Hiking is an enjoyable and favorable pastime for many reading this and beyond. Exploring the wonders of nature while staying fit and healthy is something that many of us enjoy doing. Citizens and tourists in the United States are spoiled for choice when it comes to hiking trails and national parks; there are around 423 national parks throughout the country, each abundant in its own charisma and natural beauty.
When choosing to go on a hike, it is very rarely a spur-of-the-moment decision. Planning where you are going and on what day is essential; you do not want to get caught out in stormy or unsafe weather. At the same time, you will need to consider what types of items you will need to take with you on your hike. This can include the likes of snacks, first-aid kits, and everything in between.
For the most part, you complete your hike relatively unscathed. You might come out with a bit of sunburn or a bug bite, but nothing too serious. That being said, several common hiking injuries can strike at any moment in your ventures. We would be right in saying that you want to know how best to treat or avoid them.
Read on to learn a bit more about these common hiking injuries, and head out on your explorations as prepared as possible:
If you are anything like us, this is the first thing you think about when considering the injuries or ailments you could pick up while on a hike. Blisters are caused by considerable and consistent friction between your skin and your footwear or socks. Generally speaking, they are relatively easy to manage but can become painful and irritated if ignored for prolonged periods of time.
When heading out on a hike, ensure the footwear you are wearing fits correctly and that you have thick socks on. Both these measures will minimize the chances of you picking up a blister while keeping your feet warm. At the same time, it might be worth taking along some blister plasters on your ventures to use in the event that you pick up a blister while out and about.
- Muscle Cramps and Injuries
Injuring muscles in any part of our body is easier to do than most people think, especially when out on a hike. We have all rolled our ankles once or twice and certainly sprained them in the process! Hiking throughout national parks and other areas of outstanding beauty can include walking along trails and paths that are filled with jagged rocks. Ensuring you go careful while hiking in these areas and taking your time in particularly rocky terrains.
At the same time, muscle cramps are incredibly common ailments to strike when out on a hike and can happen at any moment. While several underlying medical conditions contribute to muscle cramps, dehydration is one main culprit for causing muscle cramps, particularly when on a hike.
While we would feel confident that you are taking adequate amounts of fluids on your hike with you – especially in relatively arid areas – you should make an effort to take the same amount with you in any other climate too. Staying hydrated on your hike will minimize your risk of getting muscle cramps.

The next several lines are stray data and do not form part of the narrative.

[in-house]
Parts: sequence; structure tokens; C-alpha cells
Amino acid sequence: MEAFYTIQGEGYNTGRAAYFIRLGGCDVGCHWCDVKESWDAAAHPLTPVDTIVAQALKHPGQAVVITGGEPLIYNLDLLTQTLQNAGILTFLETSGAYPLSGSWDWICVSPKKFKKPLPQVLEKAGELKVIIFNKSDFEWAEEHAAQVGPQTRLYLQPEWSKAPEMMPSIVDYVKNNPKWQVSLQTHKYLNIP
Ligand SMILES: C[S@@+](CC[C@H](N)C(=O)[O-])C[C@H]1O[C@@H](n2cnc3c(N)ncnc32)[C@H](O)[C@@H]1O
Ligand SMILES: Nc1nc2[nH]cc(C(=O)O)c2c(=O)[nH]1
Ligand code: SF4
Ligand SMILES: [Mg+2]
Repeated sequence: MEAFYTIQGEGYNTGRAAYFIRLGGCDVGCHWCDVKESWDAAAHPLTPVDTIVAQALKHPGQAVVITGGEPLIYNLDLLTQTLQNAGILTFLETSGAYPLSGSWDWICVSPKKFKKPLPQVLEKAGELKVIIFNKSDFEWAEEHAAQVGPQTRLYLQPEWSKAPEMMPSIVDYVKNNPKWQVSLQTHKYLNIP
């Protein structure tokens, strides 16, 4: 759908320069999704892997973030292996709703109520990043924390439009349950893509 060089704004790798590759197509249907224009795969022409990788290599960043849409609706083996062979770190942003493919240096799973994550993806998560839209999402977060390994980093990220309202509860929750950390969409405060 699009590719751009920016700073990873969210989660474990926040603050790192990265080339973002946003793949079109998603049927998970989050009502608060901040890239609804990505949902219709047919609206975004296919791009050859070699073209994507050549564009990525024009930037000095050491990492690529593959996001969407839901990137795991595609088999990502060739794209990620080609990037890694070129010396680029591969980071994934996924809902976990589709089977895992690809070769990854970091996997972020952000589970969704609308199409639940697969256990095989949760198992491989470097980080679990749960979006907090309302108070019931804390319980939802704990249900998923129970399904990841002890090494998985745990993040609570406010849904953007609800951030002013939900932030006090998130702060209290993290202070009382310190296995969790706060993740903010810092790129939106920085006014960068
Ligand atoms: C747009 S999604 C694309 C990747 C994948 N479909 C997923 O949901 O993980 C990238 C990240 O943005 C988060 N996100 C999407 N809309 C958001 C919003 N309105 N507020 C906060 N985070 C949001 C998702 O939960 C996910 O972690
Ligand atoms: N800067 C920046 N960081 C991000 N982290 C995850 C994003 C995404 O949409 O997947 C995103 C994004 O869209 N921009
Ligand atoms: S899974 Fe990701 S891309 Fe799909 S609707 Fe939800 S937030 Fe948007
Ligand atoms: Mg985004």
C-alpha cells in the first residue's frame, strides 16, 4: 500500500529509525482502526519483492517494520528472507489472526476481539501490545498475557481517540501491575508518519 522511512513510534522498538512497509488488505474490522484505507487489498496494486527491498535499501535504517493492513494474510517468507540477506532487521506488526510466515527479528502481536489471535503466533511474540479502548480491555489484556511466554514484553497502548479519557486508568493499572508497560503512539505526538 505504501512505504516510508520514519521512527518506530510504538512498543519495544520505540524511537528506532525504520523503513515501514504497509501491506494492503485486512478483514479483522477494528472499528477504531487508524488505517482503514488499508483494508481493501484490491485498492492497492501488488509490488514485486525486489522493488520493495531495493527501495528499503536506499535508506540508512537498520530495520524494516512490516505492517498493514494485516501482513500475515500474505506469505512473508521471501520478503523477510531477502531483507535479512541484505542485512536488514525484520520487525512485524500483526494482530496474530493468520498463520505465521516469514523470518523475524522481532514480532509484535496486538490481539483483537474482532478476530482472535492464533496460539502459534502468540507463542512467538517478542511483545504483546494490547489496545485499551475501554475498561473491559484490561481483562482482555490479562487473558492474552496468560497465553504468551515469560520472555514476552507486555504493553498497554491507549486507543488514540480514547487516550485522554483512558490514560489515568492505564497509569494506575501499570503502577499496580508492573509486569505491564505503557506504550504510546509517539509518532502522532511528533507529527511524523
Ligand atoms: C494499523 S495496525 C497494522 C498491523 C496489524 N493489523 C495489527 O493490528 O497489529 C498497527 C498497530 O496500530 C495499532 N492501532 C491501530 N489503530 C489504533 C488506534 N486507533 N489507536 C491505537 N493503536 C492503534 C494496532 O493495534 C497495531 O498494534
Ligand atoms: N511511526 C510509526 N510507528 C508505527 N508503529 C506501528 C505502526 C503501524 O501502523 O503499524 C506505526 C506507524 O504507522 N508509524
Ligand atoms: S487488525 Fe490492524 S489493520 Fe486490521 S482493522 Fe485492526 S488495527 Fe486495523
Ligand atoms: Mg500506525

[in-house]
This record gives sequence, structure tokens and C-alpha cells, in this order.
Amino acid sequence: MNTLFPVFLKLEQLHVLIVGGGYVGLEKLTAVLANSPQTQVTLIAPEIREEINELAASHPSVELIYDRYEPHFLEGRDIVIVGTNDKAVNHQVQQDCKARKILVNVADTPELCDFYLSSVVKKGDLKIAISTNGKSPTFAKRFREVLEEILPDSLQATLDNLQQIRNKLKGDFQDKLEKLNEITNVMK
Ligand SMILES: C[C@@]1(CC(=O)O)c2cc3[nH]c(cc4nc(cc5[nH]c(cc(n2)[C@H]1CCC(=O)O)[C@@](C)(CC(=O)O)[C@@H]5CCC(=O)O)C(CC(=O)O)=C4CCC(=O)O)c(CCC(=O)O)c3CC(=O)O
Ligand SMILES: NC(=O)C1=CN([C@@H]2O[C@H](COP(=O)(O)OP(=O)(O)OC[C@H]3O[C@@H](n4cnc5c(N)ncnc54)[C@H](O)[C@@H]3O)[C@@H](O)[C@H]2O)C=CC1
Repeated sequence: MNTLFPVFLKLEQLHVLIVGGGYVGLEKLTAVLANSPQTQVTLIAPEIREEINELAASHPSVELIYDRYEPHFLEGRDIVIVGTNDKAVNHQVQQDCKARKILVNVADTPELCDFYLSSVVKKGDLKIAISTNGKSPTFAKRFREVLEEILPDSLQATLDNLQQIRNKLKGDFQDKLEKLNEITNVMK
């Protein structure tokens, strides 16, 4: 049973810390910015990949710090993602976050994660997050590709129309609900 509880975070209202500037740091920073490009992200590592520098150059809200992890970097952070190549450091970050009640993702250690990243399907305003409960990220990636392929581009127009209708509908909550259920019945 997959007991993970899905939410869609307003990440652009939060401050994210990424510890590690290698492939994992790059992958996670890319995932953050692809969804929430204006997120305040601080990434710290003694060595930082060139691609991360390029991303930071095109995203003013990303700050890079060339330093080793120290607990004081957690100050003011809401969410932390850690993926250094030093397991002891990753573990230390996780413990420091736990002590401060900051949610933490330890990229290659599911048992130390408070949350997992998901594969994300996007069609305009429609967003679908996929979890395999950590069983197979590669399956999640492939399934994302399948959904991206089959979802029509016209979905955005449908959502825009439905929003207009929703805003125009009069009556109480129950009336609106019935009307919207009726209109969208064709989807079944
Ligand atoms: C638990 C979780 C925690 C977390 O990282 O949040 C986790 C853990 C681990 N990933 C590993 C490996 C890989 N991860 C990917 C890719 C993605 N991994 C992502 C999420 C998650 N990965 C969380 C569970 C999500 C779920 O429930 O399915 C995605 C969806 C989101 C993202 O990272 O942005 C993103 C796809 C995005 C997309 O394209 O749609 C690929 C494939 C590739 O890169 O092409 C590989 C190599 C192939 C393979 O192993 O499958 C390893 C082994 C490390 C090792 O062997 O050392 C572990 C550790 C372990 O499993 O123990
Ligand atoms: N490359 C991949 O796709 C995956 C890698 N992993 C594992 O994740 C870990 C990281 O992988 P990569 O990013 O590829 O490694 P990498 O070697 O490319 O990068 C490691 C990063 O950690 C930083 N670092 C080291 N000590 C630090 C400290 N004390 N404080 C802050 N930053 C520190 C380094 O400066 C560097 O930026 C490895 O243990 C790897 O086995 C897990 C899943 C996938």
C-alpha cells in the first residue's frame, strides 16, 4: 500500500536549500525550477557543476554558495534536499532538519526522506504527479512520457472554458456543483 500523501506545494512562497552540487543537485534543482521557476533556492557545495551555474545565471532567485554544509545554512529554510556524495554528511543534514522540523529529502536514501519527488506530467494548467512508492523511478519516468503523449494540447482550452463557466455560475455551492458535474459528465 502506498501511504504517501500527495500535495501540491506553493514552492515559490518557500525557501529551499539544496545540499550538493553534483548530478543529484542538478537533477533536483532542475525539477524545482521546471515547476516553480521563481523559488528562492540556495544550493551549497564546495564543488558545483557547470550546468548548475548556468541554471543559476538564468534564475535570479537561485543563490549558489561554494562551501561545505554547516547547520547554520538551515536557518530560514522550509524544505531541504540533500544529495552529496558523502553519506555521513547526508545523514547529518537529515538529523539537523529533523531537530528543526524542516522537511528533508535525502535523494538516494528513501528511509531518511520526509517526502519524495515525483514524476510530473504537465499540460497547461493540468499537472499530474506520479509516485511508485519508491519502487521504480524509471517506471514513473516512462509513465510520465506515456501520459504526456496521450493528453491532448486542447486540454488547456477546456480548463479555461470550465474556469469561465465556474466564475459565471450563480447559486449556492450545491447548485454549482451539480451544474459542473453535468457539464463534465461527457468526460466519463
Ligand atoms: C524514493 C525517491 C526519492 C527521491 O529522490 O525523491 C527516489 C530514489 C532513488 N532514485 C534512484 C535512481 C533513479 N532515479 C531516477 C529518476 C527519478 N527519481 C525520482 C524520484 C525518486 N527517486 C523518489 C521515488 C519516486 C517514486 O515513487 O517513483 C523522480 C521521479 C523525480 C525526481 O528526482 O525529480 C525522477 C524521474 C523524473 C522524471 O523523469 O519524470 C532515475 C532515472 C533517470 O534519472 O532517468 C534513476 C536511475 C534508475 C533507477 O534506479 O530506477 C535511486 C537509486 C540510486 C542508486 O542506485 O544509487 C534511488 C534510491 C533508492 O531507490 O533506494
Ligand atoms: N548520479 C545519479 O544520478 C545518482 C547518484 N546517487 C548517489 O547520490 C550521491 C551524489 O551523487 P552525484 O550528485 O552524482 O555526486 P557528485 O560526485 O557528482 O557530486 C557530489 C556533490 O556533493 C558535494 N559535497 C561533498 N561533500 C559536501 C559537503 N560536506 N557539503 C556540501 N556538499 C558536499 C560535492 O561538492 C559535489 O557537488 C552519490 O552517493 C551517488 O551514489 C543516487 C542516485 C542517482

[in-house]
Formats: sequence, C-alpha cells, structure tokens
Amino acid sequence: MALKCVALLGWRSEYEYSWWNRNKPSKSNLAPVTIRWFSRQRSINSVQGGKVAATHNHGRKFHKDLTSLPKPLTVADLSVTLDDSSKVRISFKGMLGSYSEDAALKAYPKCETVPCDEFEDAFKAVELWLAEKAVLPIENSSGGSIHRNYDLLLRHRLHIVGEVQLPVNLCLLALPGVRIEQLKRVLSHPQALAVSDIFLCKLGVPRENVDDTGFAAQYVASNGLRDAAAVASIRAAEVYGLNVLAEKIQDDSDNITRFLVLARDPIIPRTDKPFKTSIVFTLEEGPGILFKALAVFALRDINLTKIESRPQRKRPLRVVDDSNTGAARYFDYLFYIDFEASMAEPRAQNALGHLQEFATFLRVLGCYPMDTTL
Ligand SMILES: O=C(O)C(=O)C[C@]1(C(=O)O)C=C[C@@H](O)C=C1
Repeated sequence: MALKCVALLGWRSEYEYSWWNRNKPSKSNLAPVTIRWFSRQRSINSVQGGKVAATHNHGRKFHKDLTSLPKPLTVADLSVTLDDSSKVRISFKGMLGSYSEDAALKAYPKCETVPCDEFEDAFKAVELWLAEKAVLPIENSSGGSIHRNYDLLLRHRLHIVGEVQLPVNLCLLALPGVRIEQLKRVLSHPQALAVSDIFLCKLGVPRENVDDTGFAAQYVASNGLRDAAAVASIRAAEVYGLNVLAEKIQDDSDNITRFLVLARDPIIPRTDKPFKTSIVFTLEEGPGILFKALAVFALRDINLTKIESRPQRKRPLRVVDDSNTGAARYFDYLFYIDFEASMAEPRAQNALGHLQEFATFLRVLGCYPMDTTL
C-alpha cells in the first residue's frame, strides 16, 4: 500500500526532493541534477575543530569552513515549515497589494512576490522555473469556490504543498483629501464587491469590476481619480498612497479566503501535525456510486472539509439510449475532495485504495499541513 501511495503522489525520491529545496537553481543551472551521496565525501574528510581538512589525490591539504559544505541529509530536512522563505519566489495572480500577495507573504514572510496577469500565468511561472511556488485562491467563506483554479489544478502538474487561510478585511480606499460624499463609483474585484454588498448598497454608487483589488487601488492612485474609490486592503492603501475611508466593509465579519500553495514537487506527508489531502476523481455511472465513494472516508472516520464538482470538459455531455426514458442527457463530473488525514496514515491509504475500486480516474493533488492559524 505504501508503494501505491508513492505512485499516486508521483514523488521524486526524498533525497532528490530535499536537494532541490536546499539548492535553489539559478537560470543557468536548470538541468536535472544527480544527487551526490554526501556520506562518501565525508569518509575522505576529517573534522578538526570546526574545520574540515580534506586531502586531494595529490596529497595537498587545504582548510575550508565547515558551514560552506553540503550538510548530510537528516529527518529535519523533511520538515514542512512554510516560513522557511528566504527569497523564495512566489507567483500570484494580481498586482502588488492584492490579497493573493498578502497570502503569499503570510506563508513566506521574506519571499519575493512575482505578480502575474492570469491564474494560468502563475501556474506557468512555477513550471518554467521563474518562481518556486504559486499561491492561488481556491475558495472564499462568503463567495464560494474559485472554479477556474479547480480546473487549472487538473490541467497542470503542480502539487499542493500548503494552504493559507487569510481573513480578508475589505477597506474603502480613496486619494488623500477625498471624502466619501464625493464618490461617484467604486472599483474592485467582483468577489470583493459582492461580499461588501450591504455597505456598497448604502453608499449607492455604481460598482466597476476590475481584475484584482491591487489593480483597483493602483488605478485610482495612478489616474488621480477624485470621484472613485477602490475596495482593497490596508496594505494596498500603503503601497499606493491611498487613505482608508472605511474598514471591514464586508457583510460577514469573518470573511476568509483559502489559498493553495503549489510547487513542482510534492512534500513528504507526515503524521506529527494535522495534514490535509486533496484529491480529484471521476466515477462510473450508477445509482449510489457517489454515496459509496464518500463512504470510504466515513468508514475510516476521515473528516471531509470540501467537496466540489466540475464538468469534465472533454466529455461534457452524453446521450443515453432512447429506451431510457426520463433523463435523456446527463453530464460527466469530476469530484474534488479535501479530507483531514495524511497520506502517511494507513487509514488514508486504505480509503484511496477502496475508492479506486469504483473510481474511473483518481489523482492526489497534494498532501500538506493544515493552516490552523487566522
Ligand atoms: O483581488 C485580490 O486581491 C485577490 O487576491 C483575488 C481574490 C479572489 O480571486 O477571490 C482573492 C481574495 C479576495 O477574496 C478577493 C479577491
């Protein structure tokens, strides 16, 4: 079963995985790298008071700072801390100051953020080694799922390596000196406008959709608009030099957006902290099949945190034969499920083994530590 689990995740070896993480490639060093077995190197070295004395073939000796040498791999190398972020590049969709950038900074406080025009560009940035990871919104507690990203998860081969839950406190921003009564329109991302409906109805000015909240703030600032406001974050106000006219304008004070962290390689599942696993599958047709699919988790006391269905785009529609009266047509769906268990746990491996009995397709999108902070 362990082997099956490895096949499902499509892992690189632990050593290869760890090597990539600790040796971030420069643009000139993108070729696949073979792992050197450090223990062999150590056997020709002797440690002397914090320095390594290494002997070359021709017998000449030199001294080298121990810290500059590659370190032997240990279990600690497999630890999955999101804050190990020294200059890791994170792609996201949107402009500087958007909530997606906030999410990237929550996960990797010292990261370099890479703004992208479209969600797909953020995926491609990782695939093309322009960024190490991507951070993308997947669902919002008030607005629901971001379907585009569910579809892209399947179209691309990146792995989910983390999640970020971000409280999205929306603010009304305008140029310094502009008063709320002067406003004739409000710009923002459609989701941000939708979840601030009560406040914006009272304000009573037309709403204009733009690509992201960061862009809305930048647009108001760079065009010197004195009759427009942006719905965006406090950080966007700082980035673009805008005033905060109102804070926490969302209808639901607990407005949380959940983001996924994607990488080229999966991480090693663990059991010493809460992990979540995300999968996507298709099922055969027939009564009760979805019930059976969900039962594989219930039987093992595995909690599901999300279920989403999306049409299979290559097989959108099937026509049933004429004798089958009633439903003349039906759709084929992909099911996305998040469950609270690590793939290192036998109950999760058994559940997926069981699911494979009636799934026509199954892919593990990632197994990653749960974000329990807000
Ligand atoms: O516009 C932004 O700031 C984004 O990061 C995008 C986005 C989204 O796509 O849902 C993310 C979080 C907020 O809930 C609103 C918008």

That being said, there are various other ways to know how to prevent muscle cramps while out and about in nature. Drip Drop compiled a helpful guide detailing all you need to know about preventing muscle cramps, useful for while on a hike and in other aspects of life as well.
Having enough fluids on your hike will not only minimize the chances of you picking up muscle cramps but will also ensure you do not become dehydrated. This takes us to the following section.
Many of us have experienced bouts of dehydration in our lives, even if we have not thought that was the case. While there are various situations in which one might feel dehydrated, going on a hike with minimal fluids is a sure recipe for this to happen.
Dehydration happens when your body is losing more fluids than what is being taken in; incredibly common while out hiking due to your body sweating and there being minimal fluids available in many national parks across the country. While nothing stops you from drinking from rivers and streams, you risk ingesting various bacteria that could upset your digestive system somehow.
To avoid becoming dehydrated while on your hike, ensure you have taken adequate amounts of fluids with you. Establish whether there are places along your route where you can refill your water bottles, including rest stops and other associated locations. At the same time, it is worth taking rehydration sachets and the like with you as well, to use at times when you or someone else might be experiencing symptoms of dehydration.
Acting swiftly in moments like these will ensure there is no lasting damage to your internal organs while ensuring you can continue hiking and enjoying yourself.
- Cuts and Scrapes
It goes without saying, but these are certainly the most common result of going on a hike. While you might not intend to pick up a cut or scrape, they are inevitable when hiking in areas that are filled with different terrains. Tripping and falling over rocks, tree branches and trunks, and other things are prevalent, even when as prepared as possible for a hike.
As mentioned previously, you should make an effort to take a first aid kit on your hike with you. Within this first aid kit, you should include various bandages and band-aids in different shapes and sizes. At the same time, it is worth having some antiseptic and antibacterial ointment on hand; this can be used to clean out your wound of any foreign bodies, like dirt and gravel.
While this guide has detailed only a handful of the common injuries from hiking, we hope it has given you a better idea of what to expect when heading out and about. No matter where you intend to go or at what time of year, make sure to be as prepared as possible. Without worrying about handling any injuries, you are free to enjoy yourself and take in all that mother nature has to offer!